By Natalie Coppolelli
For many people with disabilities, the grasp of mental health issues can be pervasive. Could scuba diving be the answer to a healthier mind, and body?
When most people think of scuba diving, they are transported to the image of a diver in a black wetsuit, plunging into underwater caves and gliding through old shipwrecks. Or perhaps the image of a diver slowly sinking towards the seabed, surrounded by a myriad of extraordinary marine life. This was a reality for 56-year-old Erin Gregg until one day, she was no longer able to walk.
For Erin Gregg, life was filled with exploring new sea crevices and diving amongst different sea creatures almost every weekend. However, this life began to quickly slip away from her in 2015, when she was diagnosed with a spinal tumour. When the tumour was removed, Erin was left with paraplegia resulting from spinal cord injury (SCI) and restrained to a wheelchair for the rest of her life.
“I was really sad when I became a paraplegic because I didn’t want to lose that part of my life”, Erin said.
People tend not to realise what they have until it is gone. Walking and running are movements that come naturally and so, we do not think about them often. However for Erin and others with a physical disability, the absence of them have immense psychological and physical impacts.
Erin went from having a healthy life of complete independence to now experiencing changes in her mobility as well as feeling less independent. Despite the acute change to her lifestyle, Erin was determined to hold onto the one thing that made her happiest… scuba diving.
“I decided to [scuba dive] as a disabled diver and I initially thought it would be quite easy until I actually tried it”, Erin said, “the first time [in Manly] was an absolute disaster. I had two instructors with me [but] I got pulled out of the water by doctors who were walking past”.
Following the incident, Erin fell ill and no longer had the desire to pursue her dream of recreational diving as a paraplegic. Then came a beacon of hope.
“I reached out to people and found this cave-diving teacher in Cronulla. [He] has his own company called BeyonDepths”, Erin said.
The cave-diving teacher, Xavier, had never instructed a diver with a disability before and Erin calls herself his “guinea pig”.
Xavier is now qualified to instruct divers with a disability and continues to change people’s lives every day as he works closely with those with disabilities.
Erin encountered countless challenges throughout her journey to becoming a diver with a disability, both physically and socially.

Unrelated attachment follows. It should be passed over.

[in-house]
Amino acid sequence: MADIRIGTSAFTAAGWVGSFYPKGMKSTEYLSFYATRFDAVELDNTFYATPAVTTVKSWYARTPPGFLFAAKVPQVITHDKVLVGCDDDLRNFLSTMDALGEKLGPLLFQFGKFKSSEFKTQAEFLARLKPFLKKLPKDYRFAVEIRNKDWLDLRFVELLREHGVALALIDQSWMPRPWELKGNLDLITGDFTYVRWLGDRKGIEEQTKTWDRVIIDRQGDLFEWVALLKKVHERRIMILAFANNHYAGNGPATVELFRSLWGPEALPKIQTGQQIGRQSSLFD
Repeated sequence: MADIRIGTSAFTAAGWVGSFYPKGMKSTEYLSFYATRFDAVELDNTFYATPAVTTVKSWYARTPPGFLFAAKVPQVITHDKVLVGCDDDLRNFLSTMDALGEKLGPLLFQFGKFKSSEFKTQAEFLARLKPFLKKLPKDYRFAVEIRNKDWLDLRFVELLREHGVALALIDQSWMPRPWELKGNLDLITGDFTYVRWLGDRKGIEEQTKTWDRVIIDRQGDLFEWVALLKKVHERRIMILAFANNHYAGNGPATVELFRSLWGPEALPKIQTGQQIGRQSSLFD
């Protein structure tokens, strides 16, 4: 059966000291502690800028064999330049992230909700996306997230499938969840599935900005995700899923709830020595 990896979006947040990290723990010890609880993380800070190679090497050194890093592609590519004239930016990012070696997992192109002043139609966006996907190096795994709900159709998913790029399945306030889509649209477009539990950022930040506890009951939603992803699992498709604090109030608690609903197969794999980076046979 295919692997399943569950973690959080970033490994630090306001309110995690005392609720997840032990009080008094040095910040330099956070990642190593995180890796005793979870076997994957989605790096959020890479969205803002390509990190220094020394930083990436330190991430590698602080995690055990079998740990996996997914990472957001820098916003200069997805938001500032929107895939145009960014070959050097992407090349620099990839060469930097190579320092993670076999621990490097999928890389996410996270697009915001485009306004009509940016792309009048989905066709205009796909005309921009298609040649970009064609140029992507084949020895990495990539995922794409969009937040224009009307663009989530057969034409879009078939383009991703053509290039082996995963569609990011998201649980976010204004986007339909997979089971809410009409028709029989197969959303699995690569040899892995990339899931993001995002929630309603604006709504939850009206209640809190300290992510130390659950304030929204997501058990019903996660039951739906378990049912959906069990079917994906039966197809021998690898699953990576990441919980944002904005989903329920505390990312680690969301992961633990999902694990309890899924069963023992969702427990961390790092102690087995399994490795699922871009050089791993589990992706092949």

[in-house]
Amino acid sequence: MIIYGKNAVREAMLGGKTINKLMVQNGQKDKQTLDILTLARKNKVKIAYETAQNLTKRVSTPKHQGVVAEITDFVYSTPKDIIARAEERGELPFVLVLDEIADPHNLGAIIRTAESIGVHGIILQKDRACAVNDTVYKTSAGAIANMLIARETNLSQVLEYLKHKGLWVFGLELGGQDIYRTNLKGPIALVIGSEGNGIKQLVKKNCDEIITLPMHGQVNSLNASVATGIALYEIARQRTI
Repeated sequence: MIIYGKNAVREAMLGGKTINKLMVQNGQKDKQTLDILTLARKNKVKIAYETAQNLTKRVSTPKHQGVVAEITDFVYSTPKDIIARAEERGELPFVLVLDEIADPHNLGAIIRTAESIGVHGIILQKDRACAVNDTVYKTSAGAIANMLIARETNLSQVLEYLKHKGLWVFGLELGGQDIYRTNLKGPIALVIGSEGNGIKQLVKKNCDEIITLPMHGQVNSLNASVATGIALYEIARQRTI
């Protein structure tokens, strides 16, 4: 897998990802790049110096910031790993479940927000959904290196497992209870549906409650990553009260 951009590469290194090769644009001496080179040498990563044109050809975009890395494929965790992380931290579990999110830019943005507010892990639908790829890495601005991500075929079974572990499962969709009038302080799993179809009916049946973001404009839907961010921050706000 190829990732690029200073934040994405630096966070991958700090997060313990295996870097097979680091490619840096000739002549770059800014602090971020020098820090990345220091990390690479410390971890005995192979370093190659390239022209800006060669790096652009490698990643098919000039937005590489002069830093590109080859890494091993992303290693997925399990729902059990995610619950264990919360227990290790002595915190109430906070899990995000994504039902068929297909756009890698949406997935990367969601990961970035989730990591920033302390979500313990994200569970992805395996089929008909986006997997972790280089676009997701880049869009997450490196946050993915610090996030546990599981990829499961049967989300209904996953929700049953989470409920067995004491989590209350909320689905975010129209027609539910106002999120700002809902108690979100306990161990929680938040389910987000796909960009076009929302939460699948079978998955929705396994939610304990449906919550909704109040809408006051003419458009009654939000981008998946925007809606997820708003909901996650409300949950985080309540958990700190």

“I’ve lost all the muscle tone in my legs [and now], my legs are really buoyant. I would dive down to go underwater and my legs would literally stay on the surface”, Erin said, “[my legs] had to be weighted”
“Every time I want to dive with a new company, I have to do one or two [smaller] dives with them so that they can see I’m not an idiot. You need to prove yourself pretty much every time”, Erin said.
However, after overcoming these obstacles, Erin is now scuba diving without an assisting diver.
“For me, once I get to the water, I’m independent”, Erin said, “the hardest part for me is not the diving but the logistics. It’s getting into the water from land, into the boat and then the water”
“Now, when I get in the water, I forget I’m disabled…”, Erin said.
Issues such as anxiety and depression often burden people with disabilities due to vast changes in their personal circumstances.
According to a study undertaken by Spinal Cord Injuries Australia (SCIA) and the Australia New Zealand Spinal Cord Injury Network (ANZSCIN), approximately 40% of people with SCI struggle with psychiatric illness.
However, in recent years, numerous studies surrounding the rehabilitative benefits of scuba diving have surfaced.
According to a 2013 article by the Professional Association of Diving Instructors (PADI), scuba diving “provides a unique environment with many therapeutic characteristics that cannot be replicated on land”.
PADI assisted in a study with the John Hopkins University School of Medicine and the International Centre for Spinal Cord Injury (ICSCI) in 2011. Eight paralysed veterans completed open water diving courses and the results were recorded and averaged. Following the course, the veterans felt a 15% drop in muscle spasticity.
Scuba diving has also been found to improve the mental health of people with disabilities. The ICSCI 2011 study concluded that there was a 15% decrease in obsessive-compulsive disorders in the veteran divers and a similar decrease in symptoms of depression.
“[When I’m in the water], it feels like the shackles are off! It feels like pure freedom. It is the most amazing feeling”, Erin said.
Despite the journey of Erin Gregg, there are many people with are disability who have not benefitted from scuba diving as both a treatment, and a hobby. If more programs like that at BeyonDepths are promoted to people with a disability, we would see an improvement in their mental health and physical rehabilitation.
Paraplegia is the partial or complete paralysis of the legs and lower body, typically caused by spinal injury or disease.
Muscle spasticity in people with disabilities is where muscles are constantly contracted, causing muscle stiffness. Spasticity can interfere with normal movement and speech.